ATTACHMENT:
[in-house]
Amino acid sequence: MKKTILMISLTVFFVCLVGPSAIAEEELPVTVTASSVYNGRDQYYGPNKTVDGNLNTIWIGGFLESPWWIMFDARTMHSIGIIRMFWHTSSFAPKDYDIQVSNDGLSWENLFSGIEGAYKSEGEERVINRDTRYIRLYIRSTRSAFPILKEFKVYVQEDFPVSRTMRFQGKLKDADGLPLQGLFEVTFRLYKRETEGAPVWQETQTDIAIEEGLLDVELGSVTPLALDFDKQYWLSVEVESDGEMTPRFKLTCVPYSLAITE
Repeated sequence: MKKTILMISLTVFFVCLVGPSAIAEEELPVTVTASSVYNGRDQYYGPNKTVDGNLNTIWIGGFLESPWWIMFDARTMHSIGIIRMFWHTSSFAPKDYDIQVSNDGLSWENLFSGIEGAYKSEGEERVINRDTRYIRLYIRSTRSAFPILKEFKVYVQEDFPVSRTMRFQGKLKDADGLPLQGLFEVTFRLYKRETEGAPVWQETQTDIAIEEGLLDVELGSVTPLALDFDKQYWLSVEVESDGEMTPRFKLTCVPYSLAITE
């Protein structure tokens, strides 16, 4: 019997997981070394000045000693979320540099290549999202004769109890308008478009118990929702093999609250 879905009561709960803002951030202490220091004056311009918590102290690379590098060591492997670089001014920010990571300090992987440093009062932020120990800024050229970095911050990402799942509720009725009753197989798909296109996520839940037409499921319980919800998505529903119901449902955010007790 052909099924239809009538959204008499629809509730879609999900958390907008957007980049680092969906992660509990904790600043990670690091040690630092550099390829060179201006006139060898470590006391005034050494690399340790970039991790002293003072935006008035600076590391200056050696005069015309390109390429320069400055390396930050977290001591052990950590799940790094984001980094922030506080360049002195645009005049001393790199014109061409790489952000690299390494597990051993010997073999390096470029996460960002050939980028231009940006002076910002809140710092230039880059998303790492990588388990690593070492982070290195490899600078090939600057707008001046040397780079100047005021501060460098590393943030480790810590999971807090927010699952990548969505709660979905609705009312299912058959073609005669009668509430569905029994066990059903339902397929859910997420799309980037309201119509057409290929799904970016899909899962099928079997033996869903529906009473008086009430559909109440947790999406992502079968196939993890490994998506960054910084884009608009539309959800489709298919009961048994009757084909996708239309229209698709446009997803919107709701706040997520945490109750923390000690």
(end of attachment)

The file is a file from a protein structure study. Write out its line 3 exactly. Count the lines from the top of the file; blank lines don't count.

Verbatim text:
Repeated sequence: MKKTILMISLTVFFVCLVGPSAIAEEELPVTVTASSVYNGRDQYYGPNKTVDGNLNTIWIGGFLESPWWIMFDARTMHSIGIIRMFWHTSSFAPKDYDIQVSNDGLSWENLFSGIEGAYKSEGEERVINRDTRYIRLYIRSTRSAFPILKEFKVYVQEDFPVSRTMRFQGKLKDADGLPLQGLFEVTFRLYKRETEGAPVWQETQTDIAIEEGLLDVELGSVTPLALDFDKQYWLSVEVESDGEMTPRFKLTCVPYSLAITE